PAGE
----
# Find two points on two lines in the plane where the line between the two points go through a third point and are equidistant from that point

I have the following situation (see pic below). I have two lines $B$, $C$, in the plane, the intersection point $a$, and a point $p$. I need to find the points $b$ and $c$ along $B$ and $C$ such that the line $A$ goes through $p$ and the two segments on each side of $p$ ($pb$ and $pc$) are of equal length, i.e., so that $l_1 = l_2$. I have tried setting up various equation systems with three unknowns (the lengths $|bc|$, $|ac|$, and $|ab|$), using the Cosine Law but I only get really complicated algebraic equations when trying to solve them.

Reflect $C$ in $p$, obtaining reflected line $C'$. Let $c$ be the intersection of $C'$ and $B$. I tried using analytic geometry, exploiting the fact that one can always situate $a$ at the origin and $p$ at $(0,1)$ in cartesian coordinates. Then the two lines $B$ and $C$ are simply of the form $y = \alpha_b x$ and $y = \alpha_c x$ and line $A$ is $y = \alpha_a x + 1$; we have solved the problem if we determine $\alpha_a$ in terms of $\alpha_b$ and $\alpha_c$ since we can alwyys rotate and rescale our original problem to fit this pattern.

Well, $$A \cap B = \left( \frac{1}{\alpha_b - \alpha_a},\frac{\alpha_b}{\alpha_b - \alpha_a} \right) \\ A \cap C = \left( \frac{1}{\alpha_d - \alpha_a},\frac{\alpha_c}{\alpha_d - \alpha_a} \right)$$ Now we write down the expressions for $|pa|^2$ and $|pb|^2$, and cross multiply by the product of the denominators, to get $$(\alpha_b-\alpha_a)^2 (1+\alpha_a^2) = (\alpha_c-\alpha_a)^2 (1+\alpha_a^2)$$ Then $$(\alpha_b-\alpha_a)^2 = (\alpha_c-\alpha_a)^2 \\ \alpha_a = \frac{\alpha_b+\alpha_c}{2}$$ Well, well, that is a pleasant surprise. THe geometric construction of line $A$ given point $p$ and lines $B$ and $C$ passing through point $a$ is now clear:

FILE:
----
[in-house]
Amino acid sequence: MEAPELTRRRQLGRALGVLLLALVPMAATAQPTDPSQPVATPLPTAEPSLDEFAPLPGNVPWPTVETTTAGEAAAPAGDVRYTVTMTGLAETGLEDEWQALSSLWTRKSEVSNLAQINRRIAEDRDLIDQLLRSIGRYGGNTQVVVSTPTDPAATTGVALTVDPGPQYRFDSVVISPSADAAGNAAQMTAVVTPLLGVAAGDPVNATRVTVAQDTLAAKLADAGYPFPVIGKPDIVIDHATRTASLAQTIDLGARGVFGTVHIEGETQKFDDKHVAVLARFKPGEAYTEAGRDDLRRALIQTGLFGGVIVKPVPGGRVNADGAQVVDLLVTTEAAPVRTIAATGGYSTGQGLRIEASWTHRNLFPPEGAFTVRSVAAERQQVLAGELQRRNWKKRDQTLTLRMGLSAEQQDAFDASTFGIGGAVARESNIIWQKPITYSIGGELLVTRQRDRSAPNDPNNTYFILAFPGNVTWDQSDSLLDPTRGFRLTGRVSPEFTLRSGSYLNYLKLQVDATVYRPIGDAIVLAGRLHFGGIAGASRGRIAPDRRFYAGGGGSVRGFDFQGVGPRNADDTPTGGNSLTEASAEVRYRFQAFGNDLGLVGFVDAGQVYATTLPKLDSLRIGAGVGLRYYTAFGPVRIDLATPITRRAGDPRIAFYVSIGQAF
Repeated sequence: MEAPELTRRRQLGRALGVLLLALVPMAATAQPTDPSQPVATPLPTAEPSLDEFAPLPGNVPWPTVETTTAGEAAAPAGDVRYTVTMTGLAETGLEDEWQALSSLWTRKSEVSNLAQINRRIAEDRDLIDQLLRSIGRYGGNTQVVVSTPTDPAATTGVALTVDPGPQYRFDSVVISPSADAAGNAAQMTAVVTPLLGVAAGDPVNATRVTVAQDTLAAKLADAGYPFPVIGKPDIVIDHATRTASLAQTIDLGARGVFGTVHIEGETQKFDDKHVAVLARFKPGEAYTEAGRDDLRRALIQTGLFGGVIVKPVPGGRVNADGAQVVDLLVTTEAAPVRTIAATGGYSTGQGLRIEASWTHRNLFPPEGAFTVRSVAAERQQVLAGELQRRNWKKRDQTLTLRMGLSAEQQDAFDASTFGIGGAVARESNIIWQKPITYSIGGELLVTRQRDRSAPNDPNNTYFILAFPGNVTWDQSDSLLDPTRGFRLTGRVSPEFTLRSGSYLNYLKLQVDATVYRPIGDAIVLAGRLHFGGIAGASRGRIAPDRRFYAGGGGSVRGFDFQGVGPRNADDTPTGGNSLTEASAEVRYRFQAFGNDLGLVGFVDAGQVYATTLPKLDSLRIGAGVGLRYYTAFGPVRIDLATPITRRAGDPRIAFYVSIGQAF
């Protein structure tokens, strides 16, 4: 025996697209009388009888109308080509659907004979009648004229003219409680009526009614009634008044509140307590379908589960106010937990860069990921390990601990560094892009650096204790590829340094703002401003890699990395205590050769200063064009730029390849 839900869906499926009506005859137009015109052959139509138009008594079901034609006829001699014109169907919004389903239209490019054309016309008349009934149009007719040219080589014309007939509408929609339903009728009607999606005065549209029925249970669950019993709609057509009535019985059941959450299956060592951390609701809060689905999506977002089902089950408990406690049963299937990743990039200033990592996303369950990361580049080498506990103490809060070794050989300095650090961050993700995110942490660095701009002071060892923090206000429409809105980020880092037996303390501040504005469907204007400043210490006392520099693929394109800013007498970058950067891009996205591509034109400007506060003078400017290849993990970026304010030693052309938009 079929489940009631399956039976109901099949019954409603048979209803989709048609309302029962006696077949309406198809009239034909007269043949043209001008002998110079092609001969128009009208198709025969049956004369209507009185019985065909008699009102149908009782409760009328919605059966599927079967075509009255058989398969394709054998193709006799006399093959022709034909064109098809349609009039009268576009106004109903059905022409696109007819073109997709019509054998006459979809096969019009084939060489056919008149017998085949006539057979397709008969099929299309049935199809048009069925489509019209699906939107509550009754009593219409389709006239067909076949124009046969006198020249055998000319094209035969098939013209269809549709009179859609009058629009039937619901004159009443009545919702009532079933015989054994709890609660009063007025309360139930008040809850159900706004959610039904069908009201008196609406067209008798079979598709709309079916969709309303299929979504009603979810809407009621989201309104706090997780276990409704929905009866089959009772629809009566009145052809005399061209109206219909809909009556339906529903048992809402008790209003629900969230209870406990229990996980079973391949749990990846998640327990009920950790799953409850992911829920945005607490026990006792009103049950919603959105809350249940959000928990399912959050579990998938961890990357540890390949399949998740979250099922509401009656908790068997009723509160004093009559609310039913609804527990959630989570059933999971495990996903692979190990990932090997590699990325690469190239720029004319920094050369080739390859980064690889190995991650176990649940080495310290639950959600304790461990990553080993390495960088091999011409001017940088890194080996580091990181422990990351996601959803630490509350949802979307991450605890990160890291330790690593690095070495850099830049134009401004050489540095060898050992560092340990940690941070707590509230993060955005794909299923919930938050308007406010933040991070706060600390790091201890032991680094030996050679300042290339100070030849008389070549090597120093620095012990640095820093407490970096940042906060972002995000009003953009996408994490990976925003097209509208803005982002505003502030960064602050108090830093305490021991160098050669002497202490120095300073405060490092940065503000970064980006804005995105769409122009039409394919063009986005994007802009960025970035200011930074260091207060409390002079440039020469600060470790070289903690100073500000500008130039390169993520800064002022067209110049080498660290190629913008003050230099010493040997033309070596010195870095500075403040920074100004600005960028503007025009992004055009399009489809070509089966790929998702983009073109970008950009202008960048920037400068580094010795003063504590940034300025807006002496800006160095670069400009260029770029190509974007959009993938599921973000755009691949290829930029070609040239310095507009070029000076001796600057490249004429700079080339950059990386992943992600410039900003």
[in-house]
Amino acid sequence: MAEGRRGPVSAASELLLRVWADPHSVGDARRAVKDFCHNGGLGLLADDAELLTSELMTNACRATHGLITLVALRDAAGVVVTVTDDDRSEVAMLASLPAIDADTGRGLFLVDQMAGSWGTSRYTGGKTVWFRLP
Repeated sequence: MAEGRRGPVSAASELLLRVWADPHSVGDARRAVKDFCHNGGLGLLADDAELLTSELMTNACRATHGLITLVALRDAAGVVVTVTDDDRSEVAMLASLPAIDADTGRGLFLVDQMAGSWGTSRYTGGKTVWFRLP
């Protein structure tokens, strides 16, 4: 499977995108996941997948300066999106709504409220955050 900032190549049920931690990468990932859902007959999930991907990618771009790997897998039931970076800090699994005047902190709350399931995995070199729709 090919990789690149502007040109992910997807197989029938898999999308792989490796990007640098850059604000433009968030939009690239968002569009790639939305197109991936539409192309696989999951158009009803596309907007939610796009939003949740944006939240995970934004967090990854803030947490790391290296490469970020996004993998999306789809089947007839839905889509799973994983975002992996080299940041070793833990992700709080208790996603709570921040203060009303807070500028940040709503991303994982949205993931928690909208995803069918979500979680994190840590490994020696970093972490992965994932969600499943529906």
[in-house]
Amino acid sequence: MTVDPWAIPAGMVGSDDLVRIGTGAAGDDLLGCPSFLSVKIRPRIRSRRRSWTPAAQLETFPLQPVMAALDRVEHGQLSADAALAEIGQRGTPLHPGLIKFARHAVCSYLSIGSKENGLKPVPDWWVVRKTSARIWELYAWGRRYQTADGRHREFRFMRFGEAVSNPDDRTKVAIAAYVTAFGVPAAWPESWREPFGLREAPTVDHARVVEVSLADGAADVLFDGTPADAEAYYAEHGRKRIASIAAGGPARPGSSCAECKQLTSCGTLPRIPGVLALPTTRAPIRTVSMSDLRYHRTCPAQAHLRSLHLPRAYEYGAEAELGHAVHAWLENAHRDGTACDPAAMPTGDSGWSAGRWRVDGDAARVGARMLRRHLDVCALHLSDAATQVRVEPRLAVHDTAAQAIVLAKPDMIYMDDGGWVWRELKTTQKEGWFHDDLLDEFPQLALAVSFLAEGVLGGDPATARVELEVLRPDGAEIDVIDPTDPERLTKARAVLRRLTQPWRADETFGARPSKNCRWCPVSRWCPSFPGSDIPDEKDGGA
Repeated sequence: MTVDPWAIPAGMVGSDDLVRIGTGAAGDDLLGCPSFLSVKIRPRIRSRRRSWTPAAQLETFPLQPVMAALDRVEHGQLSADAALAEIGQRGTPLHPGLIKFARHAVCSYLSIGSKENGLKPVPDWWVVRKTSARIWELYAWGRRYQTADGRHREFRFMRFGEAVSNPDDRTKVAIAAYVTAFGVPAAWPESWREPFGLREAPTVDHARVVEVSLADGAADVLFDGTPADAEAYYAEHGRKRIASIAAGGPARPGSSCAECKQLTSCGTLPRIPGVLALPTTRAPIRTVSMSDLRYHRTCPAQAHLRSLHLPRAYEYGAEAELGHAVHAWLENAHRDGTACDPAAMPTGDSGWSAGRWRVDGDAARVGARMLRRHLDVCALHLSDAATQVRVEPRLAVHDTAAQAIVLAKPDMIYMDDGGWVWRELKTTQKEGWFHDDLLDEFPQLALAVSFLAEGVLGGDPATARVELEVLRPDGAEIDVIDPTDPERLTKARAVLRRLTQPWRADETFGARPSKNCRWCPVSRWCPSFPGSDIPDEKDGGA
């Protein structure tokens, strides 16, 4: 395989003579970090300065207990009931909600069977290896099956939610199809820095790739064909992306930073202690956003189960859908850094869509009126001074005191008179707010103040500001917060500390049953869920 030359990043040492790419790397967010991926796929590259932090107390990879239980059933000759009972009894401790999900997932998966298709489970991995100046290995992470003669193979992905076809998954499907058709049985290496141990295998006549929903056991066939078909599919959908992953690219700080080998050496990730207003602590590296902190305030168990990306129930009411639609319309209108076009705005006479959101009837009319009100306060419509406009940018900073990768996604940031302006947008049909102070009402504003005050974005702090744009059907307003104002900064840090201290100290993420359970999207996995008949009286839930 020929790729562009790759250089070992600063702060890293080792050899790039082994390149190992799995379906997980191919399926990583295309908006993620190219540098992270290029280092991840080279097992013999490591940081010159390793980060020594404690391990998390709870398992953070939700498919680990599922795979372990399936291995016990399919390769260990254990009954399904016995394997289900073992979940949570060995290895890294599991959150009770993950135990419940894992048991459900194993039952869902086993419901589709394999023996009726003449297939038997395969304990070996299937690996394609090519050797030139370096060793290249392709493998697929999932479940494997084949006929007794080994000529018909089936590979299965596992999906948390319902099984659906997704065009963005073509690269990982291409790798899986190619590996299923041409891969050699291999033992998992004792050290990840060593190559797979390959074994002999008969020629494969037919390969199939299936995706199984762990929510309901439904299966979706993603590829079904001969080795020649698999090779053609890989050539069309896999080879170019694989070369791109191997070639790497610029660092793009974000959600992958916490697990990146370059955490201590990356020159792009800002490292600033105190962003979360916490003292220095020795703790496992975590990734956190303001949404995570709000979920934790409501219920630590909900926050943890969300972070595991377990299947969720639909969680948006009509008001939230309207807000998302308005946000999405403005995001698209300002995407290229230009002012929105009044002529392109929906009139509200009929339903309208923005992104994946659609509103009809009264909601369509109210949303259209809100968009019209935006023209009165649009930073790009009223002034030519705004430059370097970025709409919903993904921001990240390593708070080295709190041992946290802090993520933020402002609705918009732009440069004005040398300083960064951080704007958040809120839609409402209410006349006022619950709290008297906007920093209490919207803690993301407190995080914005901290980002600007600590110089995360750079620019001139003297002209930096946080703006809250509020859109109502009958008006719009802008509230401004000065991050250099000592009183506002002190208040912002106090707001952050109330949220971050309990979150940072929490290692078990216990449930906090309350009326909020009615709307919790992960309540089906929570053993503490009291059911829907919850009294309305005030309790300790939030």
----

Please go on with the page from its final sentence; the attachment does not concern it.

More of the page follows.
• Construct line $ad \perp pa$; $d$ can be any arbitrary point on this line other than $a$.
• Construct line $fd \perp ad$. Label the intersection of $df$ with line $B$ as $e$, and the intersection of $fd$ with line $C$ as $f$.
• Construct point $g$ as the midpoint of line segment $ef$.
• Draw line $ag$.
• Construct a line through $p$ which is outside line $ag$, parallel to line $ag$. Label that line $A$ because it is the desired line.

You can ensure equal distances by considering circles around point $P$ and then looking for the intersection points $B$ and $C$ with the lines $c$ and $b$.

(Note: I use upper case letters for points, lower case letters for lines).

Here are some of these: The interesting question is if we have a circle radius $R$ for which the vectors $u = PB$ and $v = PC$ are antiparallel $u = -v$.

The good news for this image is that there should be one, as the green and light blue cases show, there should be a feasible circle in between.

I do not know a good constructive way how to find that circle, in the above scenario one would try a circle and see if the lines along $PB$ and $PC$ are identical. Or one might look, if the line through $BC$ intersects with $P$.

Another analytical criteria would be that the area of the triangle $PBC$ vanishes.

• Sorry for not mentioning it in the question but I have considered this. It solves the problem but it requires an iterative solution and I was looking for a solution in constant time. Thanks anyway for your input.
– mags
May 12, 2015 at 6:52
• I prepared an analytic solution, but stopped after I saw Steven's solution which looked very simple. It seems to be constructable.
– mvw
May 12, 2015 at 6:58